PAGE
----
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I am writing a technical document with a lot of acronyms. At the start of the document I have an acronym list the spells out in full all the acronyms used in the document. In this table I have capitalised the first letter of each word. This includes some acronyms where more than just the first letters of each word contribute to the acronym e.g. Emissions Control (EMCON) I have had some comments from a colleague that suggested in my list of acronyms I should capitalise all the letters in each word that contribute to the acronym as follows:

Acronym Description

EMCON EMissions CONtrol

This doesn’t seem right to me, can anyone help specifically pointing to any authoritative source on the matter (rather than "some bloke on tinternet said…")

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    Finally, you do have to ask some bloke on the internet as you are doing now. – tom Feb 12 '16 at 11:49
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    This is sometimes done when defining an acronym, in order to identify how it was derived. It's not a "rule" in the standard capitalization conventions. It's certainly not mandatory. – Hot Licks Feb 12 '16 at 13:41
  • If this is just a table at the start of your document and not part of the text, I don't think it falls under normal style guidelines. – Hugh Meyers Feb 12 '16 at 14:00
  • If you are writing a glossary-like thing, I'd (personally) suggest doing it as you have: capitalizing or otherwise indicating what the acronym is derived from. If you're writing in-text, I'd (professionally) suggest doing it as you did in your first paragraph, but reverse the parenthetical: EMCON (Emissions Control). – VampDuc Feb 12 '16 at 22:55
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Some people do it, but it's certainly not necessary.

For instance, check this PHP disambiguation page on Wikipedia. There's a mix.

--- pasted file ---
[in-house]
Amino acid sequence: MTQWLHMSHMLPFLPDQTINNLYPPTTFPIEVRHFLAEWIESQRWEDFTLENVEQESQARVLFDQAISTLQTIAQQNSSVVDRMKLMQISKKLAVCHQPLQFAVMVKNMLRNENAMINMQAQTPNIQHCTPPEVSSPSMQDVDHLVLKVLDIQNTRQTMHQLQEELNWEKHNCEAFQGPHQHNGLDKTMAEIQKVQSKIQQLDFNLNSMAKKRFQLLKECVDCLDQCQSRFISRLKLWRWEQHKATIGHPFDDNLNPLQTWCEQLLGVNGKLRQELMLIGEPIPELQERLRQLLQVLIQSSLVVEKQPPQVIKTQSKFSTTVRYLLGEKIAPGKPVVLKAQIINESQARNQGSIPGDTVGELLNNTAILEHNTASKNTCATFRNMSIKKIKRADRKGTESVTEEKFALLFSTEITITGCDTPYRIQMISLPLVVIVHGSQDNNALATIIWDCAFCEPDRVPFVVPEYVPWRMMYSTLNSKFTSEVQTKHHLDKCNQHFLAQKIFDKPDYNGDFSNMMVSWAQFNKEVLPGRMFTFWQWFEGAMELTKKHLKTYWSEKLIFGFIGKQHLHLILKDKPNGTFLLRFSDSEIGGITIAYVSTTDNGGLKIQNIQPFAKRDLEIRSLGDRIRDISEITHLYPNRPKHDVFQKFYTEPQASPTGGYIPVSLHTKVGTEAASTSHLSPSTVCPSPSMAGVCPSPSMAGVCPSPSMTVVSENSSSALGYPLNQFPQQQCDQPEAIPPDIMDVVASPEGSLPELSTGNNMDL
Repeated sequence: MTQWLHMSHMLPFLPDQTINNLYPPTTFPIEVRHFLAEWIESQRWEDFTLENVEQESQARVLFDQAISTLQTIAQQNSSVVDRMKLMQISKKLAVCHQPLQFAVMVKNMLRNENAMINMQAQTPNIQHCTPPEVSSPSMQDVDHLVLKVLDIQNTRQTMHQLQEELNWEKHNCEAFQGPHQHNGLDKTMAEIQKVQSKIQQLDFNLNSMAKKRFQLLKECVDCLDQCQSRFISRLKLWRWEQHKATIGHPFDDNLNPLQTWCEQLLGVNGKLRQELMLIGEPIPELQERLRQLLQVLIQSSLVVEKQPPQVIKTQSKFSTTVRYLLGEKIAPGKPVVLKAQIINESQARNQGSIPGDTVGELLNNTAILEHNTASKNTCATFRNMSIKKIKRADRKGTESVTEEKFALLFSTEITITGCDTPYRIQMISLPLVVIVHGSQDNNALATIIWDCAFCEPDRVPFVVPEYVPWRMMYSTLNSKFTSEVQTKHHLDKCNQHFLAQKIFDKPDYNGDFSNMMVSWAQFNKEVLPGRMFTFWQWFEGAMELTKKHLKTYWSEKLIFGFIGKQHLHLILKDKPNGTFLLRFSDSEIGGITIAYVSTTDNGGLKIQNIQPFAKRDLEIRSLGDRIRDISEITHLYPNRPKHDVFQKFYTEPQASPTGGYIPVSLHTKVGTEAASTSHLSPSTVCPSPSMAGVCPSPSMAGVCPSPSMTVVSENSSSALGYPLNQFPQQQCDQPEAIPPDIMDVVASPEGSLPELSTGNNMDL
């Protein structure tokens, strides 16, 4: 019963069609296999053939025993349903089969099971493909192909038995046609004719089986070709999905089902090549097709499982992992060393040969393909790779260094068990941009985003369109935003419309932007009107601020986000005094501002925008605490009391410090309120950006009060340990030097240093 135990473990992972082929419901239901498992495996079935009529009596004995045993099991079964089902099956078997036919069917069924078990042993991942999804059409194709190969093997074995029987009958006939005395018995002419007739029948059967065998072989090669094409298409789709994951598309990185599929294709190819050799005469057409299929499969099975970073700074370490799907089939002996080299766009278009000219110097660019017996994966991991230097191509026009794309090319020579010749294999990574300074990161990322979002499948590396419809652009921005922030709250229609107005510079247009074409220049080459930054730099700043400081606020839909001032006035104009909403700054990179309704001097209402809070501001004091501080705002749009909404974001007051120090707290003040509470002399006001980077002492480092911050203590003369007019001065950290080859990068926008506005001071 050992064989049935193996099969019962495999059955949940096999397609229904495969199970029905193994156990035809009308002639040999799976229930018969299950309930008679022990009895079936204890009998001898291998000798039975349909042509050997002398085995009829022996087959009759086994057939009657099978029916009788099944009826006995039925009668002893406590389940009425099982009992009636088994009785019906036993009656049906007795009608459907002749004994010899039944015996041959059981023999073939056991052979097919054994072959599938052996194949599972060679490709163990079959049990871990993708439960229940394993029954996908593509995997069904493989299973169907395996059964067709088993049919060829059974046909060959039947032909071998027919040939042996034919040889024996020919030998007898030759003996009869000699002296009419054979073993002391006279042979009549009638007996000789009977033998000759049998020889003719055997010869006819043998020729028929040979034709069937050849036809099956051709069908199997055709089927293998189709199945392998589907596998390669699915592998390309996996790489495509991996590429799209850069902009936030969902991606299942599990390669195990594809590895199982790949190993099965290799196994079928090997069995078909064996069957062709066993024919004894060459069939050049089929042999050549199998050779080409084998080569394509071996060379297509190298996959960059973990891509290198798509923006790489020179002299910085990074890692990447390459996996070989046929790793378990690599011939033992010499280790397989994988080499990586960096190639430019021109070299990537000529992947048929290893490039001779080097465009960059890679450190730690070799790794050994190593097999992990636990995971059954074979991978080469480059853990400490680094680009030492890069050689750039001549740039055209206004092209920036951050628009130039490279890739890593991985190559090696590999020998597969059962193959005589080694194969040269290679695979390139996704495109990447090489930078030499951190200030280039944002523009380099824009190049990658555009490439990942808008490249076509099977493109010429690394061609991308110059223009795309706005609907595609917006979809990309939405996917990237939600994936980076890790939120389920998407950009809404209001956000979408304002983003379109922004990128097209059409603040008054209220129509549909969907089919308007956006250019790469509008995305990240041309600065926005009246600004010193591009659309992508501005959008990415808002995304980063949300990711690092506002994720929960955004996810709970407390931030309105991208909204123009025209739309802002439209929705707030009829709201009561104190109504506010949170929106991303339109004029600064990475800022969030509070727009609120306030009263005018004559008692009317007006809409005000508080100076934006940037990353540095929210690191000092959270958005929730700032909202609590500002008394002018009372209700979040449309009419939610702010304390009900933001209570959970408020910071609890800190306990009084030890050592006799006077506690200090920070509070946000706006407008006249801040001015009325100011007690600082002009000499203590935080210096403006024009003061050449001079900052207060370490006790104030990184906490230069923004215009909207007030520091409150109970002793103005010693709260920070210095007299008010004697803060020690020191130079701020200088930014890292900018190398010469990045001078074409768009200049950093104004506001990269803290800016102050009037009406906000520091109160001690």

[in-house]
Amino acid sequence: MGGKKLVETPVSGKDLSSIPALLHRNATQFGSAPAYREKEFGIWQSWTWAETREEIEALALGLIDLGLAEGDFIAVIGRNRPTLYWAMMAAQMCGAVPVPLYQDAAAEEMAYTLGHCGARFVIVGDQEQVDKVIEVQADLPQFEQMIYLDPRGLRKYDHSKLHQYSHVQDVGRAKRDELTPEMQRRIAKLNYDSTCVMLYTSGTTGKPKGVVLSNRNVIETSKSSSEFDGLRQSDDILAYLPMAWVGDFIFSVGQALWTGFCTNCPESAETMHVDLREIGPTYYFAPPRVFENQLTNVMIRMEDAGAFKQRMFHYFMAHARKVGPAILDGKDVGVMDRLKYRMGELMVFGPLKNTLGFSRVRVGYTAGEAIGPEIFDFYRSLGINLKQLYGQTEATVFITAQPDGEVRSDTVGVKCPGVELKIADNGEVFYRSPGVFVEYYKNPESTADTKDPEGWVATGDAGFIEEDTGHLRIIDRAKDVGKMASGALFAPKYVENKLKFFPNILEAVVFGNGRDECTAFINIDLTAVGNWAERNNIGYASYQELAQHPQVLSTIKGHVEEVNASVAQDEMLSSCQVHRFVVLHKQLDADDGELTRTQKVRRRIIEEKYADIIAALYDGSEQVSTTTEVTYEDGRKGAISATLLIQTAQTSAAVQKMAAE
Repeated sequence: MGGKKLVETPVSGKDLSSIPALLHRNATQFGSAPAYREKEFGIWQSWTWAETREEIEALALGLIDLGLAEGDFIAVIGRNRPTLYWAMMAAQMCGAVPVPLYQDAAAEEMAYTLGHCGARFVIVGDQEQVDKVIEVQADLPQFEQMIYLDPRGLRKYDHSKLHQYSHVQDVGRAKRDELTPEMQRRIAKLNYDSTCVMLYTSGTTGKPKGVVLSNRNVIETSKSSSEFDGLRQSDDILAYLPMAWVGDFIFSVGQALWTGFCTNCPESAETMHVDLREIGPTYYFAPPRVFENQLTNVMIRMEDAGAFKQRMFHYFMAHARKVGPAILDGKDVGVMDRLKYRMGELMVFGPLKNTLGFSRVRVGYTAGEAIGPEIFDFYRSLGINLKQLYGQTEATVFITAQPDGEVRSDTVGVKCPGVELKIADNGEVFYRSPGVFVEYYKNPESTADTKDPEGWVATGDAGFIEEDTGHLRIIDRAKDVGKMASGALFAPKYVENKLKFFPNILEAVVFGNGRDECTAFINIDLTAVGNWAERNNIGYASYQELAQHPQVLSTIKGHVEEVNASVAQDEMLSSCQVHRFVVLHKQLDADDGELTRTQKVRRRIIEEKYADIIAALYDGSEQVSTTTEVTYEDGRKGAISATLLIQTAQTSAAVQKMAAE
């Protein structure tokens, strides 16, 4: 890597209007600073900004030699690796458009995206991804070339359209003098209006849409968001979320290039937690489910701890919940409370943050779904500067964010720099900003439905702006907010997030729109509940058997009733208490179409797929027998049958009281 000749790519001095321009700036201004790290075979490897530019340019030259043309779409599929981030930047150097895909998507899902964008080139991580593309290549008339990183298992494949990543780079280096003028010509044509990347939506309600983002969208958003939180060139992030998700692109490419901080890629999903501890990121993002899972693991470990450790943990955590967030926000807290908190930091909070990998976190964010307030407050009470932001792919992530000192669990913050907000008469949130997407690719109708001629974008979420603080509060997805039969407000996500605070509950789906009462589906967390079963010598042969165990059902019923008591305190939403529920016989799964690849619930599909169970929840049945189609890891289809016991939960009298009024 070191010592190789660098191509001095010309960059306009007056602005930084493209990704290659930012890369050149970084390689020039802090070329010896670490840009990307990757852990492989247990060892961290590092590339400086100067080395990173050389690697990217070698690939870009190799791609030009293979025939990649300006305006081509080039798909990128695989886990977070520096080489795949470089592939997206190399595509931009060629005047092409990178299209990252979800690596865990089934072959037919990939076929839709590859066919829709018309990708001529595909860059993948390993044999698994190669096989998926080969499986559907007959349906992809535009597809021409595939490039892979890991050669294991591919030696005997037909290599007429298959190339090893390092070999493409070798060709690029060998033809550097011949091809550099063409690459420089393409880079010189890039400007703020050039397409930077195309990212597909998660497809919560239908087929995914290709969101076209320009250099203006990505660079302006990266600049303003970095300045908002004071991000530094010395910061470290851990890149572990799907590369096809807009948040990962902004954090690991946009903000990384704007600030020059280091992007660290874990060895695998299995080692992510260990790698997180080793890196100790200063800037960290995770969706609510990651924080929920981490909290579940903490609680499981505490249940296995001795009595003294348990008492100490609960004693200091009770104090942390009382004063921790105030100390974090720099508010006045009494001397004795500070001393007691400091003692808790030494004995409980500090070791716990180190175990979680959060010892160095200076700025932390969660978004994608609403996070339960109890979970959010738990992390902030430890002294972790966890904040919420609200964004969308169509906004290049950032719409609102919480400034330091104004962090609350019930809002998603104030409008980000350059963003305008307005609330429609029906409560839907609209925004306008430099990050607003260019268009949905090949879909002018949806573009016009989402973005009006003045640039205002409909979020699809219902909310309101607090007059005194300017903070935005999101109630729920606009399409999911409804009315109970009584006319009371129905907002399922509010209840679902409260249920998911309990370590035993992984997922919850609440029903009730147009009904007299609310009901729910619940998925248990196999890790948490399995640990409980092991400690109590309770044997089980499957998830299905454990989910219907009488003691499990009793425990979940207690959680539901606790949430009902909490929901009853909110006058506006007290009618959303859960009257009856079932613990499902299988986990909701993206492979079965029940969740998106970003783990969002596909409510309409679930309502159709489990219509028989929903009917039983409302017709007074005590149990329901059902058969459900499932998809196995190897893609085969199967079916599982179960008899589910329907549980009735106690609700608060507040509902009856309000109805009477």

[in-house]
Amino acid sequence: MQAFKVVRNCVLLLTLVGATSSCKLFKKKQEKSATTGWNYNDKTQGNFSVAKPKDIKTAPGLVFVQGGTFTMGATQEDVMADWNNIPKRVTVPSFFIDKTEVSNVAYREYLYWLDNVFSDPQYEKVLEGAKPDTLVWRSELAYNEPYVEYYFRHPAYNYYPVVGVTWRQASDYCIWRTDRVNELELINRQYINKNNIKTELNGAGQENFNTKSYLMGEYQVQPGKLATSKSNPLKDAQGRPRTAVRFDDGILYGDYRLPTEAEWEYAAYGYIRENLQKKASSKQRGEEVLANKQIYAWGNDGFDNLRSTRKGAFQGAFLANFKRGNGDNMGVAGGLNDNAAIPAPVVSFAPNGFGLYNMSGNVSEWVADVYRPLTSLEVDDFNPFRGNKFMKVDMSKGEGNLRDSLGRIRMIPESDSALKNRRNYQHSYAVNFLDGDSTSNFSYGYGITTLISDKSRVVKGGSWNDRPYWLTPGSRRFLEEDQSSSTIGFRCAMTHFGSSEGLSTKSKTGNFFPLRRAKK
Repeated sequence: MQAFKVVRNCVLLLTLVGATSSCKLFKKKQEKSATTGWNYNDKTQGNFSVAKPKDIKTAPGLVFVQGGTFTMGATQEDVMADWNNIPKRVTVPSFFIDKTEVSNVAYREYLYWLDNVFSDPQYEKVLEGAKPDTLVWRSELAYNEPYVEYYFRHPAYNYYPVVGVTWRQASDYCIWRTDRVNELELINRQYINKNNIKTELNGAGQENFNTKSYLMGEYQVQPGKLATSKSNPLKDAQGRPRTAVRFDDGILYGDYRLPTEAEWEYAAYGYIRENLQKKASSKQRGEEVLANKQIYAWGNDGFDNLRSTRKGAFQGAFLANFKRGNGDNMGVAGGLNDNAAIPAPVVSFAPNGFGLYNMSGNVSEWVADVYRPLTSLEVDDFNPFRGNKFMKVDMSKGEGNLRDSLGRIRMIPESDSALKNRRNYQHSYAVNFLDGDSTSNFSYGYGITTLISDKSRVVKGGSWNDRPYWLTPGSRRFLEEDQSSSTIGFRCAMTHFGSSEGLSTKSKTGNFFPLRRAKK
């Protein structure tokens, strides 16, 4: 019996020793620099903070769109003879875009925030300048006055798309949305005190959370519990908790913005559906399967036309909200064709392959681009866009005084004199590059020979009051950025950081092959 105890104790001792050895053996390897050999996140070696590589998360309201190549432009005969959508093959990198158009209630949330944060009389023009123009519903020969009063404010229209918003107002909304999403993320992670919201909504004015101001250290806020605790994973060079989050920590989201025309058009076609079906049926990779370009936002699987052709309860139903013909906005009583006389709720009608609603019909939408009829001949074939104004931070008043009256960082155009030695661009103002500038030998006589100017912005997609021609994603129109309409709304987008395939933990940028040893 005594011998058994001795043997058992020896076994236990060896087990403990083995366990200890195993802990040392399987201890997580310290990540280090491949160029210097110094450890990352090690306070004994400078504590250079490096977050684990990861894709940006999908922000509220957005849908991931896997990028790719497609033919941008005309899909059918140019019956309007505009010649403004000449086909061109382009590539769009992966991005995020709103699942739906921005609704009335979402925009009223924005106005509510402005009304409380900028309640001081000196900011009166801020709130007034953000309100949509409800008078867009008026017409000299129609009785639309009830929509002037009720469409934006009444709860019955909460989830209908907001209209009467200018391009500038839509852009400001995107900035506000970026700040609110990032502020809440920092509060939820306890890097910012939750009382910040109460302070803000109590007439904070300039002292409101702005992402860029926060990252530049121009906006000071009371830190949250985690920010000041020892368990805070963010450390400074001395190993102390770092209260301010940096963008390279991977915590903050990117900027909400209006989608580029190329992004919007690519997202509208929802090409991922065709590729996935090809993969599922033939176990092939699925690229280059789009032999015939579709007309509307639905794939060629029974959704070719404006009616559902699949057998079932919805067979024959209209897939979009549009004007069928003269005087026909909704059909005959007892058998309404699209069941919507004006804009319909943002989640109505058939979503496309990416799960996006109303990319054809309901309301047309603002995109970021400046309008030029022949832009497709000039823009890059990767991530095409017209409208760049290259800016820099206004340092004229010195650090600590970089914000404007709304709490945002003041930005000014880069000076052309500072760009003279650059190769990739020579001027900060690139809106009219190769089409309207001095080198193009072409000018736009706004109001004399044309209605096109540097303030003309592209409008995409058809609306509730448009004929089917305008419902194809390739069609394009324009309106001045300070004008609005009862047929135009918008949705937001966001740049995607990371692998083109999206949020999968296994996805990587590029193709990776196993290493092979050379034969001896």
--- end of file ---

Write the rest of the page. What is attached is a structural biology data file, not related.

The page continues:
In this similar page on COBOL, there's a bold highlight for the first o, but no capitalization change.

I personally find it distracting in a list, and harder to read.

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If I understand you correctly, you have no problem using the all-caps string EMCON as an abbreviation of "Emissions Control," but rendering the spelled-out form as "EMisions CONtrol" to indicate where the letters in the abbreviation come from "doesn’t seem right" to you.

Let's suppose that you have other entries in your list that are true initialisms, so that EMCON appears in a setting like this:

EMAP Emergency Management of Artillery Projectiles

EMB Extrasensory Manipulable Bodies

EMCON EMissions CONtrol

EMDID Essential Medical Descriptive Identity Detail

EME Effective Mechanistic Extrusion

In that case, it seems to me, your colleague has a valid point in arguing that, by capitalizing the EM in EMissions and the CON in CONtrol, you are maintaining a consistent approach to the list, by using capital letters to identify each letter included in each abbreviation. Since you haven't indicated to readers that some of the "acronyms" in your list are true initialisms and others are amalgams of the first syllables or first few letters of constituent words, capitalizing the letters in the constituent words makes clear at once to readers what is going on in a particular abbreviation like EMCON.

The alternative, of course, is to render the abbreviation as (for example) EmCon and then to run it in the list as follows:

EMAP Emergency Management of Artillery Projectiles

EMB Extrasensory Manipulable Bodies

EmCon Emissions Control

EMDID Essential Medical Descriptive Identity Detail

EME Effective Mechanistic Extrusion

This treatment is consistent in capitalizing only the letters that are capitalized in the abbreviations, and it also clearly distinguishes between entries that are first-letters-only initialisms and entries that are first-syllables or first-few-letters abbreviations.

Both forms of the list that I present as block quotes above are consistent and, therefore, eminently reasonable approaches.

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